What Is Title I?
Title I is the largest federal aid program for elementary, middle, and high schools in the United States. Begun in 1965 under President Lyndon B. Johnson as part of his “War on Poverty,” Title I today is part of the No Child Left Behind Act of 2001 (NCLB). This legislation grants federal funds to schools with large numbers of low-income children to provide extra educational services that help students achieve at high levels. Specifically, the objective of the Title I program is to enable all students to meet state and local student performance standards and for schools to achieve the performance goals set by the Indiana Department of Education.
How Does Title I Work?
The federal government provides Title I funds to Indiana each year. To obtain the funds, Indiana must submit a plan describing the academic standards children are expected to meet (i.e., Indiana Academic Standards) and how academic progress will be measured (i.e., Indiana Statewide Testing for Educational Progress – Plus test commonly referred to as ISTEP+). Indiana then allocates Title I money to school corporations. The amount of money a school district receives is based on census data indicating the proportion of low-income children in the district. Districts with the highest percentage of children from low-income families receive the most money. School corporations target the Title I funds they receive to schools with the highest percentages of children from low-income families. In addition, under Title I, participating public school corporations are required to provide supplemental educational services for eligible private school students.
How Big Is Title I?
Nationwide, more than 50,000 public schools (about 12.5 million students) receive Title I funds. Title I funds may be used for children from preschool to high school. However, most of the students served (65%) are in grades 1-6 while another 12% are in preschool and kindergarten. In Indiana, 97% of school corporations receive Title I funding.
What Happens At A Title I School?
Overall, the teachers, administrators, and other school staff at Title I schools work to:
identify students most in need of educational help (regardless of income) measure
student progress using state and local standards set goals for improvement
implement research-based instructional programs that supplement regular classroom instruction improve professional knowledge and skills through continuing educatio
hire additional teachers and support staff involve parents in all aspects of the
school’s Title I program
There are two types of Title I program models allowed under the No Child Left Behind Act of 2001 (NCLB): the school-wide program and the targeted assistance program. Schools are identified and authorized to implement one of these programs based on the percentage of students receiving free and reduced price lunches. Both school-wide and targeted assistance programs must be based on research-based strategies for improving student achievement and include strategies to support parent involvement.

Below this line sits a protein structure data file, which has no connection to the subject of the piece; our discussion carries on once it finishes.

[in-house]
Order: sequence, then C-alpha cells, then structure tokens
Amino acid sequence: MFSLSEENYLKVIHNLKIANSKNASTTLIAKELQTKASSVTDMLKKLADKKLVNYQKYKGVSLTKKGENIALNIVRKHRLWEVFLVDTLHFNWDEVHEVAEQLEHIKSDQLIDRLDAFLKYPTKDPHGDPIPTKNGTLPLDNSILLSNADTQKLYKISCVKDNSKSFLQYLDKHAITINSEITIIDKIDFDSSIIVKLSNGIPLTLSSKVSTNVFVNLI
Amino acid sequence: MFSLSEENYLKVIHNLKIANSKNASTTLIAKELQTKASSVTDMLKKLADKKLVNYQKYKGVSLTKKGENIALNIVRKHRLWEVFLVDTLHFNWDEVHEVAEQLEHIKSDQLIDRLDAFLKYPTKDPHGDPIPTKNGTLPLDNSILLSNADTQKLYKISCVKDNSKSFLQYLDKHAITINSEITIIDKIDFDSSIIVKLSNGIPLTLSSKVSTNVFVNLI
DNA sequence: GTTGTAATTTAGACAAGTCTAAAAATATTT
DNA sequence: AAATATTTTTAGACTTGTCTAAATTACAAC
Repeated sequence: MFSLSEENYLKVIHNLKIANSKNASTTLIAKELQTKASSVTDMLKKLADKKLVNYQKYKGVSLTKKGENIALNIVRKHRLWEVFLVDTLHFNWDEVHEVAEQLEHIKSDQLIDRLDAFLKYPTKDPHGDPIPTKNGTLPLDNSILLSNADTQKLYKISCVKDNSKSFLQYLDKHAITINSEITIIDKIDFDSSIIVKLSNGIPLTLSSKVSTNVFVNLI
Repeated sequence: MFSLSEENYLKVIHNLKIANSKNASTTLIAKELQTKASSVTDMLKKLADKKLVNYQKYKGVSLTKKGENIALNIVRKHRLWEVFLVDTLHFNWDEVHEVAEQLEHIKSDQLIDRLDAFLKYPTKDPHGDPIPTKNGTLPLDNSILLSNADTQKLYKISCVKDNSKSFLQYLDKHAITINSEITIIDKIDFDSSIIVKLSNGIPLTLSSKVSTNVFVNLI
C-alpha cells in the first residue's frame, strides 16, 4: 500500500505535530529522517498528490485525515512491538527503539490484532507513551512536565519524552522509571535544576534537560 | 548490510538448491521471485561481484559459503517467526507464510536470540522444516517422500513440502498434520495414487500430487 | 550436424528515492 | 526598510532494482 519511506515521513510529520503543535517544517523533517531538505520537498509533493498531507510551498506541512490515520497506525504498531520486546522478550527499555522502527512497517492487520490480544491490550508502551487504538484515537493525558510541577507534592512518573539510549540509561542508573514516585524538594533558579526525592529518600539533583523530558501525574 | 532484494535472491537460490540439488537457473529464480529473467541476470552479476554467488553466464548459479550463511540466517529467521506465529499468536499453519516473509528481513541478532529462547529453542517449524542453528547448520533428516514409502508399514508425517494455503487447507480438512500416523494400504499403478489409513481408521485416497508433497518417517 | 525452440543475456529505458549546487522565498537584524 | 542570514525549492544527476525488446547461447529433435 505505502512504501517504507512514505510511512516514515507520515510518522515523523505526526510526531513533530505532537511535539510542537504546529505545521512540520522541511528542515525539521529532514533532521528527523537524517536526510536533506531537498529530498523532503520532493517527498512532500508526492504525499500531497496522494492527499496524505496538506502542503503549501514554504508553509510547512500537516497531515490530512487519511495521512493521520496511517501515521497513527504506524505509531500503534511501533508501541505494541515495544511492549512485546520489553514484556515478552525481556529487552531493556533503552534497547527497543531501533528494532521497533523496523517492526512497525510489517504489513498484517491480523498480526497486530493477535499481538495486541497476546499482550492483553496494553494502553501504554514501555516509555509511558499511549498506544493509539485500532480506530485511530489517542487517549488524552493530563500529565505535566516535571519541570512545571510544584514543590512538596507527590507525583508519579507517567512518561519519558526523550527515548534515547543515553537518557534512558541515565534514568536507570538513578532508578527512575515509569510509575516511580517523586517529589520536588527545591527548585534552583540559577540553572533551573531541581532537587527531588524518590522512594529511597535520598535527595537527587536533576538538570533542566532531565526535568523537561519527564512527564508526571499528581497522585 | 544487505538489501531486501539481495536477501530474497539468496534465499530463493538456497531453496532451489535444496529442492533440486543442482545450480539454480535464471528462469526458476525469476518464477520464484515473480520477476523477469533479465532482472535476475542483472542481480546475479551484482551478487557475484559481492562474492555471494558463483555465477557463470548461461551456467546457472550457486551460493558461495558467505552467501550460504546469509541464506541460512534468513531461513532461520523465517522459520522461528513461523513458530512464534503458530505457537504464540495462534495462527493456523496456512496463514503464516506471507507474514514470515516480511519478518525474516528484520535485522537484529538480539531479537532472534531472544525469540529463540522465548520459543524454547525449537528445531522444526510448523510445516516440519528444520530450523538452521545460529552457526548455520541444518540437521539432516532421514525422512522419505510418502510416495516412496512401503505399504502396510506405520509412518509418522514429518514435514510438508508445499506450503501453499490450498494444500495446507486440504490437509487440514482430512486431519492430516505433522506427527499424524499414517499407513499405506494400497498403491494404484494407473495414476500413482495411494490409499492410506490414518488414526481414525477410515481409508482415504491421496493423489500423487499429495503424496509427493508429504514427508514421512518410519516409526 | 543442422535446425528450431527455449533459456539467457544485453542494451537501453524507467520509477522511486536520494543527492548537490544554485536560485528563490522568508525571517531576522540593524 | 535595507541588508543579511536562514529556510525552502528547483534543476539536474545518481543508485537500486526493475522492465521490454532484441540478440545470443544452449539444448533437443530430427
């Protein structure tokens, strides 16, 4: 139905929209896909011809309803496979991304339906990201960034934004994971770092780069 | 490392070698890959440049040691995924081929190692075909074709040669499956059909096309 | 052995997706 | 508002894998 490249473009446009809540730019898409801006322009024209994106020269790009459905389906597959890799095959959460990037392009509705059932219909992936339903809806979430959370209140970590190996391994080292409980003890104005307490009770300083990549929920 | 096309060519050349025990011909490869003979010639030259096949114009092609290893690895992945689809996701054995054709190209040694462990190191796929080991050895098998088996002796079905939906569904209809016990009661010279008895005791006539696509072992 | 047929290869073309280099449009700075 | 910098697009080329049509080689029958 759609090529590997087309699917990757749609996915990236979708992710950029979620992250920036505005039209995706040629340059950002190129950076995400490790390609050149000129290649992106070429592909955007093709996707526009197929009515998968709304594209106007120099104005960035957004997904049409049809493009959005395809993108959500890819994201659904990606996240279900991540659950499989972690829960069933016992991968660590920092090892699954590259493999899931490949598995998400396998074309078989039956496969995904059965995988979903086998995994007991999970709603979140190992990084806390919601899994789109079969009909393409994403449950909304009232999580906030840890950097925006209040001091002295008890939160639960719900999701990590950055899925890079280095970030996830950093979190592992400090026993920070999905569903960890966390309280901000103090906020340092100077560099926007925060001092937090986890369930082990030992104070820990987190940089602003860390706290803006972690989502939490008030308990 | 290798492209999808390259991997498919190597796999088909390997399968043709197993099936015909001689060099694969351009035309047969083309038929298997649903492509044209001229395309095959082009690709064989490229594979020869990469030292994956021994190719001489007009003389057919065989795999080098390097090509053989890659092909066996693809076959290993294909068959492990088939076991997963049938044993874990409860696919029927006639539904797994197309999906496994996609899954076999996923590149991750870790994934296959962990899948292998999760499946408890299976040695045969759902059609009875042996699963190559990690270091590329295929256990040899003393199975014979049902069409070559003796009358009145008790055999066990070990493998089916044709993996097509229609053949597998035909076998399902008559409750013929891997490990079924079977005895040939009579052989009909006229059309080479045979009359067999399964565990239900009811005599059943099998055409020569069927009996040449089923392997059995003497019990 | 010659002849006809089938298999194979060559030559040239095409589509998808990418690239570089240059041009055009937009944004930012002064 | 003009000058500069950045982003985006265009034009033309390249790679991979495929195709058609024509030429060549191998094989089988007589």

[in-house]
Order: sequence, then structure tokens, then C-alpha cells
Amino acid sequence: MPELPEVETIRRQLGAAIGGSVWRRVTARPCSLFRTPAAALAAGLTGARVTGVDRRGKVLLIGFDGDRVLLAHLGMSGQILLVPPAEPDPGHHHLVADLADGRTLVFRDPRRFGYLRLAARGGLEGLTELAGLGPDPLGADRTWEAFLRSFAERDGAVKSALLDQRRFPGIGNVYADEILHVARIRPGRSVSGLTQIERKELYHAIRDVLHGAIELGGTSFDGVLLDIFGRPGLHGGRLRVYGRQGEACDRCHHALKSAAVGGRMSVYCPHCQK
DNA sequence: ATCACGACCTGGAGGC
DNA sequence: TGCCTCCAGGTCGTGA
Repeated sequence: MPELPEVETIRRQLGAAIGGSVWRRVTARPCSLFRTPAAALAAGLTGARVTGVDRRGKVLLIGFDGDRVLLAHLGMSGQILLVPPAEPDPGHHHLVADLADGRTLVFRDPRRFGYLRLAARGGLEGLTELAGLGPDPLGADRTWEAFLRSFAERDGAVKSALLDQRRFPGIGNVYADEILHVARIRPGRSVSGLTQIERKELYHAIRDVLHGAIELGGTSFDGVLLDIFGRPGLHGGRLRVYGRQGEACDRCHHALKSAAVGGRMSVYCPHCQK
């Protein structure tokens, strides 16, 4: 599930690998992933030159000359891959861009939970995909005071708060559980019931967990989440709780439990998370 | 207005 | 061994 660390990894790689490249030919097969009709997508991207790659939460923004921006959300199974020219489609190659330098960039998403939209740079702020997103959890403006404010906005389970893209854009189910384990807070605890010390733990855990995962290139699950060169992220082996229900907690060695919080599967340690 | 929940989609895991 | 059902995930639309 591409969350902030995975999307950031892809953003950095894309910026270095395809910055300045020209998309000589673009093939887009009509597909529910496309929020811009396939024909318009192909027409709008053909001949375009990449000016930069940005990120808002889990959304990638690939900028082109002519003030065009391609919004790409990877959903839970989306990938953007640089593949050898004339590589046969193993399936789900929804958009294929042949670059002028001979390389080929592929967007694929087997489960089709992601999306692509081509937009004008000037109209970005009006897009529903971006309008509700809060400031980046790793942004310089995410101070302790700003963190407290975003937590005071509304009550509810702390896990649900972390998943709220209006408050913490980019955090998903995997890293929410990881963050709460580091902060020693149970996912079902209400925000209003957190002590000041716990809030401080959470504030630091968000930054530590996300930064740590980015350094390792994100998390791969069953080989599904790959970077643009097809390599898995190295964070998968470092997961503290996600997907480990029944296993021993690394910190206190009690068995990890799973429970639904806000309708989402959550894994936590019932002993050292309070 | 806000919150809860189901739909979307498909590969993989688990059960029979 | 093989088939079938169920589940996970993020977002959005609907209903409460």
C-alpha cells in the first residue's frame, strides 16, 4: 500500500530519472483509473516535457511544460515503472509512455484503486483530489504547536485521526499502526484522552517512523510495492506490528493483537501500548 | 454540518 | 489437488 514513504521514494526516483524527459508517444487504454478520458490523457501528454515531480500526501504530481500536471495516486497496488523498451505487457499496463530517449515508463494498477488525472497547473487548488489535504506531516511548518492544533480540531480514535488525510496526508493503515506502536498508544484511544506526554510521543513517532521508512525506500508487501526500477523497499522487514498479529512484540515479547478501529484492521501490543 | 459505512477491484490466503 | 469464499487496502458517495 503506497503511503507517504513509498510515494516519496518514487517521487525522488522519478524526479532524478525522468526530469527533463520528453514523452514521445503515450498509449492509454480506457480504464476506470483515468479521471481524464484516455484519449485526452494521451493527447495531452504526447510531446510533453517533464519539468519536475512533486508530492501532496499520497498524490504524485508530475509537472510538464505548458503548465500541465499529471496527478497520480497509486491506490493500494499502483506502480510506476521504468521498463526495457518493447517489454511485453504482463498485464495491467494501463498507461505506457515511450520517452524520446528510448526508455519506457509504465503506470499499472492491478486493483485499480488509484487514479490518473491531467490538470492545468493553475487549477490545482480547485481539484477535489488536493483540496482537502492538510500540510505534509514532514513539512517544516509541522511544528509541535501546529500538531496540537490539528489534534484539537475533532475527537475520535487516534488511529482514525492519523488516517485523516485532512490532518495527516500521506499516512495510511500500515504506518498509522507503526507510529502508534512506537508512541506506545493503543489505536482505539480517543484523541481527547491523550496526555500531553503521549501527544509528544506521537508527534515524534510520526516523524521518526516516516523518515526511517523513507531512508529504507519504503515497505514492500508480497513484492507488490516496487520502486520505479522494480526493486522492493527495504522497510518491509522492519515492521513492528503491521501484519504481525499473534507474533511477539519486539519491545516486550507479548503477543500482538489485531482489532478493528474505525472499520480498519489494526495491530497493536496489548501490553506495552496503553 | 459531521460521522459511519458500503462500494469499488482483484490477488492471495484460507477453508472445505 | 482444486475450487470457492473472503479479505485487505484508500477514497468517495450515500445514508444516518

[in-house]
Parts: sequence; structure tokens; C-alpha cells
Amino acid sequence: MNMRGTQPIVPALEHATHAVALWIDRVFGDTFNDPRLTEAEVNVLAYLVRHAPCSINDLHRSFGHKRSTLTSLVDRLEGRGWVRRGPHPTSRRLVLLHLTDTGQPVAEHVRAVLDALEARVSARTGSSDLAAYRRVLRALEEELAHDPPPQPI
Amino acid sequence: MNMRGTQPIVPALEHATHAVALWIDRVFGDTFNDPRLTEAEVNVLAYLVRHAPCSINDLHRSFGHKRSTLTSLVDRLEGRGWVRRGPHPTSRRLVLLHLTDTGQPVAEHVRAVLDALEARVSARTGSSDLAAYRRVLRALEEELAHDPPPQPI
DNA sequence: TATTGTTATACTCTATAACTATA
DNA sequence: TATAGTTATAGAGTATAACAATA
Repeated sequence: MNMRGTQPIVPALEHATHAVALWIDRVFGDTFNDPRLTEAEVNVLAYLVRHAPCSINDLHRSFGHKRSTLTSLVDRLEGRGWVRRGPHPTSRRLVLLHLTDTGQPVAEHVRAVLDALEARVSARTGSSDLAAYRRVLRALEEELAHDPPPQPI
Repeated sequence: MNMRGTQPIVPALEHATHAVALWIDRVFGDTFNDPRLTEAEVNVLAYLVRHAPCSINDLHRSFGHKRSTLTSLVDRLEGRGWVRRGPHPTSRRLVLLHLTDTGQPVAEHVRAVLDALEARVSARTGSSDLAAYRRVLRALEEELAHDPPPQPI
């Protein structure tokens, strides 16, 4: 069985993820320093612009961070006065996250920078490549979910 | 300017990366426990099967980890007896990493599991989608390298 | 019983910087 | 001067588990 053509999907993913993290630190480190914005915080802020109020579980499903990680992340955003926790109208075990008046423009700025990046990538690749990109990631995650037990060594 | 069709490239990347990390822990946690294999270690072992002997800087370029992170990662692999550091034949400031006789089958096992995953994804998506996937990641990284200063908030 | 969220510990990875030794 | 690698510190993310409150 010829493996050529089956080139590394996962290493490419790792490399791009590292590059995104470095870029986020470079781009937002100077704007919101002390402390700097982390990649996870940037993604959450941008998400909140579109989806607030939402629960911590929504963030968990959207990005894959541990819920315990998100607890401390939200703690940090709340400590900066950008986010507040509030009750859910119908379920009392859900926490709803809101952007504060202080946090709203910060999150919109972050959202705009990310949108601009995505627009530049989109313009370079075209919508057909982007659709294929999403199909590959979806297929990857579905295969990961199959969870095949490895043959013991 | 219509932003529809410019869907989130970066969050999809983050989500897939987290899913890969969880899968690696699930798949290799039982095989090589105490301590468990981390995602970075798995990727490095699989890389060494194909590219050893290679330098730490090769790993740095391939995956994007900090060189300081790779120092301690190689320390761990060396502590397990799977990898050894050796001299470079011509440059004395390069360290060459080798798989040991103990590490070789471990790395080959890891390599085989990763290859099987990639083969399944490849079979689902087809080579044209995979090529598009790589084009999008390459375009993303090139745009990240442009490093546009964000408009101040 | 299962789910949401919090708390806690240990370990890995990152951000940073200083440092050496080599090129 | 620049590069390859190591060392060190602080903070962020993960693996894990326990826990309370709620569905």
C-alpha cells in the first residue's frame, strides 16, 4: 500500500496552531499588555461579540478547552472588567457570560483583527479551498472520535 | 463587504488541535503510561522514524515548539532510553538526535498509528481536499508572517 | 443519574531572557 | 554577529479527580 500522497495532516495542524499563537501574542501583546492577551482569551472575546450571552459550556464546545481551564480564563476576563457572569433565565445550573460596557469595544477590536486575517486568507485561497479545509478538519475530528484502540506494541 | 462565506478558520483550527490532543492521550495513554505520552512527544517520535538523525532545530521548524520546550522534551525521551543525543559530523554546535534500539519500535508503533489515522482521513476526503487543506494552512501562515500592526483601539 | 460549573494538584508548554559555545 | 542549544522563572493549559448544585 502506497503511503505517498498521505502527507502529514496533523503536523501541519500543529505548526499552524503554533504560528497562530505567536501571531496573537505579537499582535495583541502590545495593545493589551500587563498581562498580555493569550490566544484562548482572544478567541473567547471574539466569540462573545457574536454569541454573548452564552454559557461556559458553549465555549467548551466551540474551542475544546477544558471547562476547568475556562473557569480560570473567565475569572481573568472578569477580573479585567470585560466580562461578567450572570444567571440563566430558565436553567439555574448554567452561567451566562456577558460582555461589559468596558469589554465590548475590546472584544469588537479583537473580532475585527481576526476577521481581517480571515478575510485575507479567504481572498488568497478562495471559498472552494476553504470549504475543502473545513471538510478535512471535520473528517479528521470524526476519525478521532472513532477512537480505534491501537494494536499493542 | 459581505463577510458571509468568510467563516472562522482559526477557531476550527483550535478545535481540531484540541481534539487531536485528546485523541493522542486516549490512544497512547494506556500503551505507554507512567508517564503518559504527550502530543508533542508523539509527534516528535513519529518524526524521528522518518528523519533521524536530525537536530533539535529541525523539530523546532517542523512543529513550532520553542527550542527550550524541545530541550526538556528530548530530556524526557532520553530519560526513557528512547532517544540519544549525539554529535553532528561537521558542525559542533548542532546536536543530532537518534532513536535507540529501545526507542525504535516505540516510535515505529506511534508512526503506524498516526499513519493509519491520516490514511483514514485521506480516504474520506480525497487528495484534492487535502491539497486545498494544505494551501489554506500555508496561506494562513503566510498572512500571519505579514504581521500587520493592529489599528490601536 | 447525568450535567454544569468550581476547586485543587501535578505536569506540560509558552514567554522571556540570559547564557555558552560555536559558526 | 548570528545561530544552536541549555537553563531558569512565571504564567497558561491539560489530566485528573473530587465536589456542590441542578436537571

Schools with poverty rates of 40% or higher are eligible to implement a school-wide program. The purpose of a school-wide program is to improve student achievement throughout the entire school. Individual students are not identified as eligible to participate. Rather, every child will benefit from the added services and programs that a school-wide Title I plan can offer. All school staff focus on upgrading the entire educational program and improving the achievement of all students, particularly those who are low-achieving. In addition, a school improvement plan must be developed and implemented with the involvement of parents, teachers, principals, and administrators. Essentially, a school-wide program helps a school do more for all of its students.
Targeted Assistance Program
Schools with a poverty rate lower than 40% (or schools that choose not to implement a school-wide program) are eligible to implement a targeted assistance program. Targeted assistance schools employ staff paid with Title I funds. Title I staff focus on serving only those students who are failing or who are most at risk of failing to meet the Indiana Academic Standards. Many different achievement measures are used to determine which students are eligible to participate in targeted assistance programs. Services to eligible students may be provided in a “pullout” setting or in a regular classroom.
How Are Schools Held Accountable?
Schools receiving Title I funds are evaluated each year by administrators, teachers, and parents using state and local assessments to determine if the school has met the performance goals set by the state of Indiana. If the program goals have not been met, program and school plans are revised.
What Role Do Parents Play?
Parental involvement is a critical component of Title I legislation. Schools receiving Title I funding are obligated to implement programs, activities, and procedures for the involvement of parents in school-related programs. Schools may also provide opportunities for parents to increase their knowledge and skills related to their children’s education. Such programs, activities, and procedures must be planned and implemented after meaningful consultation with parents of participating children. Information and resources for parents can also be found at the Parent Portal at the Indiana Department of Education as well as Indiana Partnerships Center.